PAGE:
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July 20, 2004

Study Reveals High Burden of Peripheral Arterial Disease

High-risk groups, such as the elderly, current smokers, African-Americans and people with reduced kidney function, are at high risk for peripheral arterial disease (PAD), according to a study by researchers from the Johns Hopkins Bloomberg School of Public Health. The study provides nationally representative estimates for the prevalence of PAD and the first solid numbers on who is most affected by the disease in the general U.S. population. The study warns that PAD – the progressive narrowing of arteries in the lower extremities due to atherosclerosis – is a risk factor for cardiovascular disease and mortality. Common symptoms of PAD include cramping in the leg muscles when walking. The study, “Prevalence of and Risk Factors for Peripheral Arterial Disease in the United States,” is published in the July 19, 2004, rapid access online edition of Circulation: Journal of the American Heart Association.

Elizabeth Selvin, MPH, the study’s lead author and a PhD candidate in the School’s Department of Epidemiology, said, “The current recommendation is for only those people over the age of 50 who have diabetes to obtain screenings for PAD. Our study suggests that there are other high risk groups who might also be considered for screening.”

Data on ankle brachial blood pressure, a method for detecting PAD, for 2,174 people aged 40 and over were analyzed by the study authors. The data were obtained from the 1999-2000 National Health and Nutrition Examination Survey, which is an ongoing, cross-sectional survey of the civilian, non-institutionalized U.S. population.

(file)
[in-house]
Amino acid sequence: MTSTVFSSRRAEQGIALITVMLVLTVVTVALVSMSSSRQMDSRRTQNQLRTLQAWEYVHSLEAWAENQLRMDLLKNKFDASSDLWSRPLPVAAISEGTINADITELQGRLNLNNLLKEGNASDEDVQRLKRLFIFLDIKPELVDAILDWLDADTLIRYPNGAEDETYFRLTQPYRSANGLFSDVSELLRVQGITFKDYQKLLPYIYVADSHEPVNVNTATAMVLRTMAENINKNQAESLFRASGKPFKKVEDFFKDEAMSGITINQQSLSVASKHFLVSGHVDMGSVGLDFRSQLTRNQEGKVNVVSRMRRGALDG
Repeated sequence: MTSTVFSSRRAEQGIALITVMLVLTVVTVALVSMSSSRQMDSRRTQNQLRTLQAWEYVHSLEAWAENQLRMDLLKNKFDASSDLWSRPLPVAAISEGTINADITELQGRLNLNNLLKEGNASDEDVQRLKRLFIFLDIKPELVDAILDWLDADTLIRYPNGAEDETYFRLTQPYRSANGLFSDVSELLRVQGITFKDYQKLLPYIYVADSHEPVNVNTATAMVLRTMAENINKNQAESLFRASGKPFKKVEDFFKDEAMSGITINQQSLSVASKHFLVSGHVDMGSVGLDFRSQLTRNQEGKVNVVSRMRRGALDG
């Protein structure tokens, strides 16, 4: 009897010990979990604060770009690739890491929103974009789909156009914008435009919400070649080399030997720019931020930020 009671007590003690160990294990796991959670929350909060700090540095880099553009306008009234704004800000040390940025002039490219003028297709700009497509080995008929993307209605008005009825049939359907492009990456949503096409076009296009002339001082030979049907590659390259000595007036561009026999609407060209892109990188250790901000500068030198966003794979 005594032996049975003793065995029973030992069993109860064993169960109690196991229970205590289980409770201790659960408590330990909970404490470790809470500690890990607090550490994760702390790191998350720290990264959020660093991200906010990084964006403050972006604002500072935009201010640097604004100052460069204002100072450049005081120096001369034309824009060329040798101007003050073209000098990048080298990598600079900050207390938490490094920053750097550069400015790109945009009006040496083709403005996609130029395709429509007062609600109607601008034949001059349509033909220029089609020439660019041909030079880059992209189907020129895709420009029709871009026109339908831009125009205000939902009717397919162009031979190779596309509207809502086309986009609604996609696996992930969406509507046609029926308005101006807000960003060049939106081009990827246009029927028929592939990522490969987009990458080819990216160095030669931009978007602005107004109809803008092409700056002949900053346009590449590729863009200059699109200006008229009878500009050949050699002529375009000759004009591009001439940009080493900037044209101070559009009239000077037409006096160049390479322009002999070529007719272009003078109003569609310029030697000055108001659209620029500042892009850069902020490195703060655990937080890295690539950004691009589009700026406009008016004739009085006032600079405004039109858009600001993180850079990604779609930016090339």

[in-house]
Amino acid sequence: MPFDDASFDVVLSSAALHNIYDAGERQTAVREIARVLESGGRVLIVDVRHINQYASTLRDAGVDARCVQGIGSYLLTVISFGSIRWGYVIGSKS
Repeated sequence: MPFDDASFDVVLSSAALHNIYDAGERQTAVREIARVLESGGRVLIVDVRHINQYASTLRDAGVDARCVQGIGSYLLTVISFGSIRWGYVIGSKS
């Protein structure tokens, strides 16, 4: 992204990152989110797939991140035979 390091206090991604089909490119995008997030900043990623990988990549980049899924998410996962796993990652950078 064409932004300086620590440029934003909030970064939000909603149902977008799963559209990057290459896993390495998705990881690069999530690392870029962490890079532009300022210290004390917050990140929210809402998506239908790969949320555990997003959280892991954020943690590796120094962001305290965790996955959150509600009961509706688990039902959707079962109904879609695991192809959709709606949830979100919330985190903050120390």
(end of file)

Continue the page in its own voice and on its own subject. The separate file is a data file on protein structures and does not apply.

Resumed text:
The researchers found that PAD affects over 4 percent of adults age 40 and over, which is about 5 million people. Over 14 percent of adults 70 and over have PAD. In addition, African-Americans are more than twice as likely to have PAD as caucasians. Current smokers, diabetics and people with reduced kidney function are all at a greater risk of having PAD.

The researchers also noted that more than 95 percent of people with PAD had one or more traditional cardiovascular risk factors, such as hypertension, high cholesterol, smoking or diabetes. “The presence of PAD points to a high risk of coronary heart disease. People with PAD should have their cardiovascular risk factors treated aggressively,” Selvin said.

The authors said that people who are at high risk should discuss being screened for PAD with their physicians. According to Selvin, PAD can be diagnosed easily by taking blood pressure measurements in the arm and ankle, which is a simple, non-invasive procedure.

“Understanding who is most affected by this disease can help us understand what the implications of screening might be. Solid prevalence estimates of the burden of PAD in the United States are also important for policy makers when setting agendas for screening and allocating healthcare resources,” said Selvin.

The study’s lead author was supported by a training grant from the National Heart, Lung and Blood Institute.

Thomas P. Erlinger, MD, MPH, assistant professor in the Johns Hopkins Bloomberg School of Public Health Department of Epidemiology, co-authored the study.

Public Affairs media contacts for the Johns Hopkins Bloomberg School of Public Health: Kenna Lowe or Tim Parsons at 410-955-6878 or paffairs@jhsph.edu.